Must I asked in Society & CultureLanguages · 3 months ago

What pronoun would a Japanese police officer use?

I mean specifically in police-civilian conversations (both casual and professional since I'm sure they're different). It's to my understanding that "honkan" can be used (I assume similarly to "jibun") but I get the impression this is not always the case. I thought perhaps watashi could be used as a formal pronoun that would be common in work, but also since police officers are authority figures it makes sense to me that (male) officers may opt to use ore to emphasize their position. I'm just curious and struggling to find any written information online. 

2 Answers

  • 3 months ago

    Since many people don't have the opportunities to talk to the police, this is in my opinion.

    In public places, the police don't say ore to the good people.

    It is very rude. If they say it to someone, they would be brutal criminals who consistantly resist to the police, but I don't know they really utter it in actual life, not on TV dramas.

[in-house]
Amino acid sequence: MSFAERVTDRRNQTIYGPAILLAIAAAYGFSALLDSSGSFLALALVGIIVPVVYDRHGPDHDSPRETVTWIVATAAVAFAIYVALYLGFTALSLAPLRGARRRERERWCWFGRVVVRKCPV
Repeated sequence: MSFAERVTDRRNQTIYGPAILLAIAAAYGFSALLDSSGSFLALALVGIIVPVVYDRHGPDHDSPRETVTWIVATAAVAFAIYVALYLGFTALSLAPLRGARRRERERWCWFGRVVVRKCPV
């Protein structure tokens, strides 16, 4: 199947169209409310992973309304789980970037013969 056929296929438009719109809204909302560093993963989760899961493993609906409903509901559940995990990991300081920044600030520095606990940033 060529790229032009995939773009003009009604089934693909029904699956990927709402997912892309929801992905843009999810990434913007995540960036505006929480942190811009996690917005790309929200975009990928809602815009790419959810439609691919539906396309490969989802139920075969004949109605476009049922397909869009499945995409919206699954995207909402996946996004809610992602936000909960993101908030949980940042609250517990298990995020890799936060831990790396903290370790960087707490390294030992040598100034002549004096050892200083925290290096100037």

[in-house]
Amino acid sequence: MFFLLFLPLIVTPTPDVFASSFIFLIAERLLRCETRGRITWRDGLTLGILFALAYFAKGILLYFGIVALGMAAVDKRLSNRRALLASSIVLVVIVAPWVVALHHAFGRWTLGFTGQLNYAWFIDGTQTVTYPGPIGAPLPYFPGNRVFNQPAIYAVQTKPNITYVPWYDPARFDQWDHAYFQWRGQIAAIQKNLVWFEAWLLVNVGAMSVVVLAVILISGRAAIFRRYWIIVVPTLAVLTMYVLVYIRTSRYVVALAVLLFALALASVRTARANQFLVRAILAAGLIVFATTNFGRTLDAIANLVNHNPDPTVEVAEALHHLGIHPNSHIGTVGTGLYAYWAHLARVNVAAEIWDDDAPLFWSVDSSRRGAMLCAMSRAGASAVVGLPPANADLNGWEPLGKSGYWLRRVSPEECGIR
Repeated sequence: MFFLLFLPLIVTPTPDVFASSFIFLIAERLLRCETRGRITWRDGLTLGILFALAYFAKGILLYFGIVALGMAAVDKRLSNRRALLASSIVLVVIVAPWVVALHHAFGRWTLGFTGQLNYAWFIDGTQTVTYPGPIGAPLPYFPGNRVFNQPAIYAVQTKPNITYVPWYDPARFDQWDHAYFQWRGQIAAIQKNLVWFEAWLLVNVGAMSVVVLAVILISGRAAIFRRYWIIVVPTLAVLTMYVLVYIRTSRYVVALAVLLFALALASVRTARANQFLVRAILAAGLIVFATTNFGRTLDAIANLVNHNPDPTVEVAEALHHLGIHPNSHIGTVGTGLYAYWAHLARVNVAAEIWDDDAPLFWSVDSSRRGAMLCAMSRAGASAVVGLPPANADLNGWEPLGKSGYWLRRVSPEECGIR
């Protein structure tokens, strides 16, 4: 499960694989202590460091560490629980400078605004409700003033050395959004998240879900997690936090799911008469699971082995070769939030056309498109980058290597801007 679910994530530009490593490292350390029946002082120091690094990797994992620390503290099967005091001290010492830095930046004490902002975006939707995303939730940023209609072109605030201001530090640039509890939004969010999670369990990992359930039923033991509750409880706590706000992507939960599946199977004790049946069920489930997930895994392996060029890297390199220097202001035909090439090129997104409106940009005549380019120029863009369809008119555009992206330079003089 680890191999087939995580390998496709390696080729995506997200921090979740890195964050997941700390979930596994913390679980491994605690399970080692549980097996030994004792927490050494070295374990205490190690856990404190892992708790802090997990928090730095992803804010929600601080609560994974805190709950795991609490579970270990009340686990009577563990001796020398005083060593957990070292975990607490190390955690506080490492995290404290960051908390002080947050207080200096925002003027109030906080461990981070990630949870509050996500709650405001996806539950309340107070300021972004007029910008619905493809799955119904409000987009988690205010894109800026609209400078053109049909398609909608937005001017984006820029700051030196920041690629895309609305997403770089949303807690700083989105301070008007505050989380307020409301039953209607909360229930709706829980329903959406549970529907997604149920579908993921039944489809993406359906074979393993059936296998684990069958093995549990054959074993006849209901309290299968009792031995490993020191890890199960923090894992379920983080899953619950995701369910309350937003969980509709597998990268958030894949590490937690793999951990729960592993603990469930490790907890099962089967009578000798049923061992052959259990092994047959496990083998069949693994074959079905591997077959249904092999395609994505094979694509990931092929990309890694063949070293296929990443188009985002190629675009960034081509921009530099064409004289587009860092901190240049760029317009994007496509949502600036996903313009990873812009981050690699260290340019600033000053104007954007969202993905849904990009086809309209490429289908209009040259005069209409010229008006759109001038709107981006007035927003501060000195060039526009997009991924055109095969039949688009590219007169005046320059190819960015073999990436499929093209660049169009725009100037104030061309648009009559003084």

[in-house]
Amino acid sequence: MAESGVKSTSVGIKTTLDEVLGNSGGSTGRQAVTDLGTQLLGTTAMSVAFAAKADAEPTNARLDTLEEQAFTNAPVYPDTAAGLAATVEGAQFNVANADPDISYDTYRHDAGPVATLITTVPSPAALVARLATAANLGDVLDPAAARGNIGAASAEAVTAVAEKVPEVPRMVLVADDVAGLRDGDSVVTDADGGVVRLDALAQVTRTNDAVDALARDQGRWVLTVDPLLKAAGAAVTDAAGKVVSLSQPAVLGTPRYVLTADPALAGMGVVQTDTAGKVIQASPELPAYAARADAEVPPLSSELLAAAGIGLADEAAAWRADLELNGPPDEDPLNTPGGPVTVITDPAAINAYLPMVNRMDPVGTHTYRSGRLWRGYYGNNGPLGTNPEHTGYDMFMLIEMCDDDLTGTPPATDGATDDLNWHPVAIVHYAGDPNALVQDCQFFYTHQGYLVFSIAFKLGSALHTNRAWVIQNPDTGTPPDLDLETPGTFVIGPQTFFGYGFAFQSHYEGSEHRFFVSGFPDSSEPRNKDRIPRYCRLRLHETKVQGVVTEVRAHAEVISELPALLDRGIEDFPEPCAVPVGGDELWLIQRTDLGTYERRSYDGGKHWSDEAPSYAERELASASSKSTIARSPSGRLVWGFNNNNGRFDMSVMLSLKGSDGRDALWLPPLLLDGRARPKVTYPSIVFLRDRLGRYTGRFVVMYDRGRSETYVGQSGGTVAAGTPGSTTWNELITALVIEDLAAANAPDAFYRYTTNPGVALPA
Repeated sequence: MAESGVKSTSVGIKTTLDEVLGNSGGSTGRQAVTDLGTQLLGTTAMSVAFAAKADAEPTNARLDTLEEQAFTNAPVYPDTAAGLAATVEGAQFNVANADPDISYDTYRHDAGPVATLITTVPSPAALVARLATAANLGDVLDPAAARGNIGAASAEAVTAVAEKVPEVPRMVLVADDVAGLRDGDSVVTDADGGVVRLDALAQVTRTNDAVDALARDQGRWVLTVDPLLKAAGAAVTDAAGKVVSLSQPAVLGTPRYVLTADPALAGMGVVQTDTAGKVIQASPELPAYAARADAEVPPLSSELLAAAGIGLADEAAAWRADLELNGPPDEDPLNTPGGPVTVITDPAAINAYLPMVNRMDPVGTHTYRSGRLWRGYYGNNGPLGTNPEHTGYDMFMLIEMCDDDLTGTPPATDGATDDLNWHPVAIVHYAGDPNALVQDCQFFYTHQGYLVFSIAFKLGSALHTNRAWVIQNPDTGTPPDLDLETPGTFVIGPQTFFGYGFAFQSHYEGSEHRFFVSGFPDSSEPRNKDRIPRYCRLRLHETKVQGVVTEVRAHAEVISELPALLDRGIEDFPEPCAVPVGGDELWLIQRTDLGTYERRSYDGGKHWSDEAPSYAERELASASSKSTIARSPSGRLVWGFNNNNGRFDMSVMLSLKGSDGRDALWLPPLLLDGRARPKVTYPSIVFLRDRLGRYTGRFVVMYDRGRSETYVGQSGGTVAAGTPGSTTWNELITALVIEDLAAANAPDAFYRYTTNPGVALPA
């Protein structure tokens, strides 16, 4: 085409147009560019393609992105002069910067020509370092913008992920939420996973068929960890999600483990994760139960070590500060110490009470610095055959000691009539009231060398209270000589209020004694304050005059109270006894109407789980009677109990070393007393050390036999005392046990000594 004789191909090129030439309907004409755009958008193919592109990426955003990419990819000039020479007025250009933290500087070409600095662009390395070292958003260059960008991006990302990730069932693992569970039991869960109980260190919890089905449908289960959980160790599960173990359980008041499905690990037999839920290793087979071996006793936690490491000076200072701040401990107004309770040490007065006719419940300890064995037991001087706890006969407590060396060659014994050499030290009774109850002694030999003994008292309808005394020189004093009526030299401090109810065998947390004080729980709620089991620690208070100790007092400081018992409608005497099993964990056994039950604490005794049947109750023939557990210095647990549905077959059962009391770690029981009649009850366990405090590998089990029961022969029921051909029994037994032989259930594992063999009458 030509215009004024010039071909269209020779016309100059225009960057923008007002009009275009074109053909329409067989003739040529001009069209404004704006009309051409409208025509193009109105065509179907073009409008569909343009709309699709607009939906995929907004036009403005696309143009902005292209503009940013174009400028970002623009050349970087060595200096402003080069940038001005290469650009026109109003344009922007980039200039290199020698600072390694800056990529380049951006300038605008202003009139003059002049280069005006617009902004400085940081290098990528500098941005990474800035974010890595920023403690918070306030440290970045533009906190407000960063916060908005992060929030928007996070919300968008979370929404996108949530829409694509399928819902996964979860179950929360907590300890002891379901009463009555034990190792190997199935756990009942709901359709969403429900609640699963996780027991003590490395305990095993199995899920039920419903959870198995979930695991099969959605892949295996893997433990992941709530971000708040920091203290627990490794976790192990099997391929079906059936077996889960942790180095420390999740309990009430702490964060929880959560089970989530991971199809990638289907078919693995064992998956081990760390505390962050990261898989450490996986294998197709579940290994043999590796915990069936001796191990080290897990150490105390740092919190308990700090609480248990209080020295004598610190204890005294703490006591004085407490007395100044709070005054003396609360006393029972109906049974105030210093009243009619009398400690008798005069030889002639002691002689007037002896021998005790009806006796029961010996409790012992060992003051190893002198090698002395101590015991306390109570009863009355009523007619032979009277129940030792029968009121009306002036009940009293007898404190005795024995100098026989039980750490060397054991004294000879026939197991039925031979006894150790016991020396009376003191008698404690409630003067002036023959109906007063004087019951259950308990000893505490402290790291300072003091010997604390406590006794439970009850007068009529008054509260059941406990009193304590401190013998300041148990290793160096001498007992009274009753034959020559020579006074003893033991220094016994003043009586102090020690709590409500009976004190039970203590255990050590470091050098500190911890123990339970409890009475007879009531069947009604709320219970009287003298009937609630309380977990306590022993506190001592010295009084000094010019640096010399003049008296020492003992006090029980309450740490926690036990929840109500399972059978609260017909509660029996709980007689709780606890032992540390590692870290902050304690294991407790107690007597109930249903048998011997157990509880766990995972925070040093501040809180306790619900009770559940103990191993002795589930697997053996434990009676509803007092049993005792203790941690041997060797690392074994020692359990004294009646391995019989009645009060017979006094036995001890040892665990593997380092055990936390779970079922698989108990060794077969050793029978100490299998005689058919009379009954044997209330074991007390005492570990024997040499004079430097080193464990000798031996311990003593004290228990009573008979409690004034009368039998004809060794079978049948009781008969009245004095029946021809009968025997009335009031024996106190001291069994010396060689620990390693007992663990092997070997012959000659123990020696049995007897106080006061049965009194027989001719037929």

Normally, watashi seems to be used most commonly.

    To themselves they would say jibin, especially to their boss, superiors, , ,and  to subordinates they must/may say ore.

    As for Honkan, I would often hear it in Animes, on TV dramas in my childhood, a few decades ago, but I'm not a police officer, so I've never heard it uttered actually from their mouths in real life.

  • Ben
    Lv 5
    3 months ago

    "Honkan" wouldn't be used similarly to "jibun", it literally means "this (police) station" and so would be use similarly to "uchi", that is to say "us (police officers)". 

    "Watashi" would be normal when talking to civilians (although talking to criminals may well be a different matter). They may be authority figures, but politeness is still very important, especially as they serve the people. 

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